Visiting Artists Exhibition Mark Crofton Bell & Catherine Lane
Each year Open Studio selects four professional artists with or without printmaking experience to create traditional and/or experimental works in the print medium of their choice, working collaboratively with a print media artist. The Visiting Artist Residency, in operation since 1983, is a popular program that receives applications from artists from around the world. In conjunction with the residency, each artist exhibits the work produced during their period in the Studio, and gives an artist talk. These exhibitions are the result of this intensive work period.
Mark Crofton Bell (Toronto, ON) graduated with an AOCA from the Ontario College of Art and Design, and an MFA from the Chelsea College of Art and Design (London, UK). He has exhibited widely in Canada and abroad, has received numerous grants and awards and has participated in a variety of artist residencies. The process of transforming photography into painting is one of Bell’s primary concerns. He collects images from a variety of sources, which function as a kind of notebook of personal observation and become source material for Bell’s paintings. The subject of these images is often fragmented or fleeting, a decidedly odd perspective of the urban world, absences and interruptions of otherwise ordinary scenes. These photographs act as a starting point for his work and what begins as copying soon becomes interpretation. Eventually the photograph is abandoned altogether as the artist tries to resolve the work in terms of what each composition requires.
Bell has long used media imagery culled from newspapers in his oil and watercolour paintings and in his first foray into the world of printmaking he continues this trajectory. Inspired by his interest in how the narrative of a photograph shifts once it is rendered in a different medium and separated from any sort of explanatory text, during his Visiting Artist Residency at Open Studio, Bell has created a series of aquatint prints, based on photographs from newspapers which distill the current state of the world into a cross section of three images. The results of a drone strike in the Middle East, the Vancouver hockey riots and an image of the White House war room have all emerged as images in Bell’s description of the world at large. Despite attempts at accuracy, there are inevitable imperfections inherent in the translation process; imperfections that are a result of allowing the etching process to dictate as much as possible the outcome of the final image. The various constraints of etching tend to emphasize this (mis)translation process resulting in prints that, although similar to the original source material, remain independent of it.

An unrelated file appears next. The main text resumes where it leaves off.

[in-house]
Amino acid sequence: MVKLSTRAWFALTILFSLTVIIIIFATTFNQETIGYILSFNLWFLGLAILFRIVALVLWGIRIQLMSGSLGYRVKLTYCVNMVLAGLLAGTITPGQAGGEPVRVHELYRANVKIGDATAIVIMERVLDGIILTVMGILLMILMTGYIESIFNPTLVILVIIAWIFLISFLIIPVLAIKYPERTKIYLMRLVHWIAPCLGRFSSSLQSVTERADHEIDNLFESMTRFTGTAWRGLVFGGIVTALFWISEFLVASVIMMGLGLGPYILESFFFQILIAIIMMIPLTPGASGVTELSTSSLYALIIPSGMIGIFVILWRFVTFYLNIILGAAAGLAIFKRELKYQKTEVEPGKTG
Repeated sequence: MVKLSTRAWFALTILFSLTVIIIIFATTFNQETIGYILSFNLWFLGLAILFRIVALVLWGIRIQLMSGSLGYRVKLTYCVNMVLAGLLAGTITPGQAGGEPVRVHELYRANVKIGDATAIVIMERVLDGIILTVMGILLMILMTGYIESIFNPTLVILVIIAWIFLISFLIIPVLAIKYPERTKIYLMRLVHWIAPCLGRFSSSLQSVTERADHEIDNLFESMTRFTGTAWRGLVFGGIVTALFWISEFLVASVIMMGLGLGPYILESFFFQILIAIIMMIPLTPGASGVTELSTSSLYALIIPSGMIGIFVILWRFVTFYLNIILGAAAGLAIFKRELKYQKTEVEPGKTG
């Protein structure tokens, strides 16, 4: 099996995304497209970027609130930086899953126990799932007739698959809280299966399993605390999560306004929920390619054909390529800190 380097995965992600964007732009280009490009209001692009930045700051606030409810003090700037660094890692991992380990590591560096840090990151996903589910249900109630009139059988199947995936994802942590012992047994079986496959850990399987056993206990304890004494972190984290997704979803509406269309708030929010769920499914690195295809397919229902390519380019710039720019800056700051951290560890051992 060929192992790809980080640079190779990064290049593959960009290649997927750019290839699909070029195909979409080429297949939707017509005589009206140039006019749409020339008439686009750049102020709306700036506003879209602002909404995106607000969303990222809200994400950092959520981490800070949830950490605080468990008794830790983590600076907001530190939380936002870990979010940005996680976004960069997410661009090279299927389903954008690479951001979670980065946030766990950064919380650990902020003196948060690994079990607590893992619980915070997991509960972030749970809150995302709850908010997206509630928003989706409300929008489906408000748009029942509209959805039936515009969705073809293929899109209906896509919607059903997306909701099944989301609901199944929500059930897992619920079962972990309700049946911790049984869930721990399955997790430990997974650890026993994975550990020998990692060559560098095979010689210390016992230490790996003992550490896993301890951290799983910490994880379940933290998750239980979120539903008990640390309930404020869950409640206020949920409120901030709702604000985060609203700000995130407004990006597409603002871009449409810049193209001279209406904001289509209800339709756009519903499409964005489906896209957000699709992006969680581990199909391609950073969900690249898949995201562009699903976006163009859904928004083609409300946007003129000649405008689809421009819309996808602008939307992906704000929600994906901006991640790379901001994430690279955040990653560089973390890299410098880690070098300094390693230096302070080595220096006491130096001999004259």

Catherine Lane (Toronto, ON) completed her BFA and MFA at York and has exhibited widely at venues in Canada and abroad. Through the use of drawing-based installation, Lane’s current studio practice focuses on the idea of the multiplicity of fragmented storytelling, where connections and conclusions are not definitive, but where the focus is instead placed on the numerous possibilities of what the story can be. Two-dimensional and three-dimensional surfaces are used as a base for ink and watercolour drawings, which depict the characters and the more action-oriented or fantastical elements of the narrative. These stories are both non-linear and wordless. Ideally, this form of storytelling serves as an exploratory narrative, where the viewer/reader analyzes the given images, actively discovering and piecing together their own story. During her Visiting Artist Residency, Lane has worked with a collaborative printer to create Farm, a series of prints wherein an image of a barn structure acts as the base for each individual print. Providing a setting for the narrative, the barn serves as the one constant, over which multiple images/fragments of the story are printed. While the barn exists as a fixed point in time, the images around it occur at various moments in the narrative timeframe, collapsing in on one another, yet anchored to a single location. The narrative information given varies from one print to the next and allows for interpretive variation.